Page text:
While politicians and climate scientists converged on Paris on Monday to hammer out a global warming accord, an international cadre of geneticists, biologists, ethicists and scientific policymakers opened a three-day conference in Washington to debate the way forward on a far more subtle man-made challenge: genome editing.
The question before the U.S. National Academies of Science, Engineering and Medicine, Britain’s Royal Society and the Chinese Academy of Sciences: Now that new techniques have made the editing of an organism’s germ line a relative snap, should we use the new tools, and how?
Hanging in the balance are genome-editing practices that could have broad agricultural and environmental applications. But the scientific and ethical issues raised by those applications are eclipsed by concerns over the prospective use of genome-editing techniques on humans.
The editing of a human individual’s “germ line” would introduce changes that not only change his or her DNA for life: that changed genetic architecture would be passed on to future generations. Essentially, new and widely available techniques for genome editing would allow scientists to seize the reins of evolution and bypass the glacial process by which natural selection has evolved a range of human traits, including a propensity for certain diseases.
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The use of these techniques could permanently expunge a devastating genetic disease from a family’s tree. But many scientists worry that it could saddle future generations with new and unforeseen genetic changes — including harmful mutations — that might not be reversed or eradicated so easily.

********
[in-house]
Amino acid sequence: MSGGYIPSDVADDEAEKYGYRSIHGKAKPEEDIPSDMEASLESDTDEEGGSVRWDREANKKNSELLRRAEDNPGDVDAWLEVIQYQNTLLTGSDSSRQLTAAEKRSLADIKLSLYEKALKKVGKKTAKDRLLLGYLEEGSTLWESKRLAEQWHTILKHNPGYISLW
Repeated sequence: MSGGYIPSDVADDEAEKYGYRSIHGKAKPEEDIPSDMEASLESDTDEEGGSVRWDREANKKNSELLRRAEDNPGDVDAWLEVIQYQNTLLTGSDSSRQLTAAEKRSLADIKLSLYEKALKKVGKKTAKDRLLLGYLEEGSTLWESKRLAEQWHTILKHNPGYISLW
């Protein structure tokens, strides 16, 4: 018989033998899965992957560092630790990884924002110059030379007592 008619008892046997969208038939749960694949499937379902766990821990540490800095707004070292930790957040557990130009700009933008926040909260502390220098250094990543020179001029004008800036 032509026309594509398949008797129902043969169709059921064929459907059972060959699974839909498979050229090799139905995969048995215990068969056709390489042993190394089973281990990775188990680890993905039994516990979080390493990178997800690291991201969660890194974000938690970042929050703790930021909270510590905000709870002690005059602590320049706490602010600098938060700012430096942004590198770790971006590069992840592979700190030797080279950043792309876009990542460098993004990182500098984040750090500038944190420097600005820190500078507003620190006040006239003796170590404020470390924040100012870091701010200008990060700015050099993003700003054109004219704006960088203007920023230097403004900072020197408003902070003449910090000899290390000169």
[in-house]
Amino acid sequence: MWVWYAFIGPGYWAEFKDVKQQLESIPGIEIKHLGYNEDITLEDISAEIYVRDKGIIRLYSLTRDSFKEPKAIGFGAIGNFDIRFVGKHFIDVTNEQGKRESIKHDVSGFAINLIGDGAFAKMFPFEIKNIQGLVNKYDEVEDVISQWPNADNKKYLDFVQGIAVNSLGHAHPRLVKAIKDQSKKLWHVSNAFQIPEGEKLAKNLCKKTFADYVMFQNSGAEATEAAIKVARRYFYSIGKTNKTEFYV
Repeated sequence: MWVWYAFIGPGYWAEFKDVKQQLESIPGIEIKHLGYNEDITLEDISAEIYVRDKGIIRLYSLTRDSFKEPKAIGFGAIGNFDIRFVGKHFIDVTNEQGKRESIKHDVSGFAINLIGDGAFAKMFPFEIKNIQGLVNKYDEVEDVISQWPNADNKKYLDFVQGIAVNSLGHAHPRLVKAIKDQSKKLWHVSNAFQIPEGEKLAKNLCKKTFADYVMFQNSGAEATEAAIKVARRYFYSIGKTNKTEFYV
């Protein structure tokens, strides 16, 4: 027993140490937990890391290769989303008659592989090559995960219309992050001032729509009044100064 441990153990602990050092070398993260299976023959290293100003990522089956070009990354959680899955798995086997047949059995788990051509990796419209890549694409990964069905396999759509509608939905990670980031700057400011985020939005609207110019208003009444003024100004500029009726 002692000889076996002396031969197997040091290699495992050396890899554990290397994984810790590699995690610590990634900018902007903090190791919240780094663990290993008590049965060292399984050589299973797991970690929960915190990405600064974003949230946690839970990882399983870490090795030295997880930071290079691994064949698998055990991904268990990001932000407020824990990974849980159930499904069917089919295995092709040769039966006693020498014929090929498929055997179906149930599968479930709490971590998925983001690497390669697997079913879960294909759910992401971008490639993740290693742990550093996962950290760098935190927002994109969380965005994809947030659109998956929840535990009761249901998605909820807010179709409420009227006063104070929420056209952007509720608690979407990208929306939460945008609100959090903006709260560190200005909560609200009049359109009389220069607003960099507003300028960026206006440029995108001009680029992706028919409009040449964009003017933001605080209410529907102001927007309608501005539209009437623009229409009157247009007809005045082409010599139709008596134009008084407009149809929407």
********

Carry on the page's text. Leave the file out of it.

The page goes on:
The unfathomable possibility of such “off-target effects,” as they are called, haunts scientists who would otherwise focus on the remarkable curative possibilities.
On Monday, two scientists — Harvard University geneticist George Church and Jennifer Doudna, a molecular and cell biologist at the University of California, Berkeley — previewed that debate in the pages of the journal Nature.
Doudna renewed her clarion call against genome editing in humans — a position that all parties to the conference (though neither the Chinese nor U.S. governments) have voluntarily agreed to for now.
Church contended that regulatory mechanisms are up to the task of policing a cautious path forward on genome editing. Continuing the voluntary ban would “put a damper on the best medical research,” he added, driving human genome editing underground where, unregulated, it could run amok.
Both scientists appear to agree that a newly devised genome-editing technique called CRISPR-Cas9 has made an outright ban on its use impractical. These easy-to-use, inexpensive and effective genome-editing methodologies have “changed the landscape of biology,” wrote Doudna.